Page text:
Hotel Rwanda shows that the simplest of drives can take you very far. We almost worship people who risk their lives for others, who give when we can't see them getting anything in return, but actually the mechanism that causes people to act in these ways is usually very ordinary. Rosa Parks was tired of giving in and tired of being on her feet. Captain Sully wanted to land his plane safely, just as he'd done hundreds of times before. Animals who we call heroes (dogs and cats) act on instinct. None of these people or creatures considers that their actions might set off a chain reaction that will have far reaching effects across the decades, or make them famous or will prevent a death that would have devastating ripple effects. They just do what they're hard-wired to do.
Moments of heroism happen when an unusual situation both activates and challenges someone's regular, everyday response and that person follows through on that response regardless of risk. We think it's amazing because after the incident is over, we can see all the risks and stunning outcomes and unforeseeable results. We weigh all the things the hero didn't have time for and that forms the basis of the myth that this person has a bravery we don't. But that's not true. They weren't being a genius or a saint. They were just doing what came naturally.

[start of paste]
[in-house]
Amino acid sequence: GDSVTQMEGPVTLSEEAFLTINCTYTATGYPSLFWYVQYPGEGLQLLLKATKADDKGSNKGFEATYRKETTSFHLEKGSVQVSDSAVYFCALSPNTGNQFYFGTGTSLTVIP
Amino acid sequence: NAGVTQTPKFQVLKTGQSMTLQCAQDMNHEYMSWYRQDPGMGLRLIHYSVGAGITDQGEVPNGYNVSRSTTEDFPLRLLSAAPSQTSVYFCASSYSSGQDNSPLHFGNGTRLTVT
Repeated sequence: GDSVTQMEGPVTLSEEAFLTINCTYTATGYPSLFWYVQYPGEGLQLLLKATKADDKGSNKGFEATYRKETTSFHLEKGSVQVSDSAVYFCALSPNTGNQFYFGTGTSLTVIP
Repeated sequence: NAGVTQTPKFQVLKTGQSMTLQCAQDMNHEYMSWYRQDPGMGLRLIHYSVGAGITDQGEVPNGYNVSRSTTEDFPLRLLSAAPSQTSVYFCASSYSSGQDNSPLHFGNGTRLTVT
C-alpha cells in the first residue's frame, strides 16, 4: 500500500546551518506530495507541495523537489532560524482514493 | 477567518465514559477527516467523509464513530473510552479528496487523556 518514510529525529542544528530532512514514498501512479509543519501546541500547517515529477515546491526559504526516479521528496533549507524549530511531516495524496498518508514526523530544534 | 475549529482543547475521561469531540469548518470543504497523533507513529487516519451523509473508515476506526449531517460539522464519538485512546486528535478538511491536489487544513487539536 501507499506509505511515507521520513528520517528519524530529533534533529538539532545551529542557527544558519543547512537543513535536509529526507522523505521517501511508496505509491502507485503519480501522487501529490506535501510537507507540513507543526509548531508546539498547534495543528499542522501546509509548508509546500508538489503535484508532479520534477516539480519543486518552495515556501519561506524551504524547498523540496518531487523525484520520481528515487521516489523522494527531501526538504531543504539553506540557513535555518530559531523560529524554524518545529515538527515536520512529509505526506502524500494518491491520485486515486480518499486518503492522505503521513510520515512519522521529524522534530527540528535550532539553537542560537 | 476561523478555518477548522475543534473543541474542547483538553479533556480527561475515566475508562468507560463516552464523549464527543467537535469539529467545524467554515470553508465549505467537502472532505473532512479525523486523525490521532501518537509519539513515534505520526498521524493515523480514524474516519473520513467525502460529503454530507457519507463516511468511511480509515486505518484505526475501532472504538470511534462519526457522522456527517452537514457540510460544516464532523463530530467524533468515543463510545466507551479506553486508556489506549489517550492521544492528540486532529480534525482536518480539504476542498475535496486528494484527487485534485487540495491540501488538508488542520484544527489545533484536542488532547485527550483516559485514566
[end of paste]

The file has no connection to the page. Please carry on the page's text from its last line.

We all have unremarkable drives that, under the right circumstances, cause us to act in remarkable ways. If we de-mythologize the idea of heroism, we can stop thinking that some people are brave, but we are not. We can stop excusing ourselves from taking action because that's not us.
Between April and July 1994, Paul Rusesabagina did what he was hard-wired to do. Remarkably, he kept doing it even when he knew his life was in danger, but his motivation was quite ordinary. When we find ourselves in a situation that challenges us, and we don't waver from what comes naturally, we are similarly being as heroic as Rusesabagina was. Human beings have all the same instincts and responses. We are all just as capable of what we call heroism as of what we call evil. (Post on evil HERE.)
|Don Cheadle in Hotel Rwanda (2005)|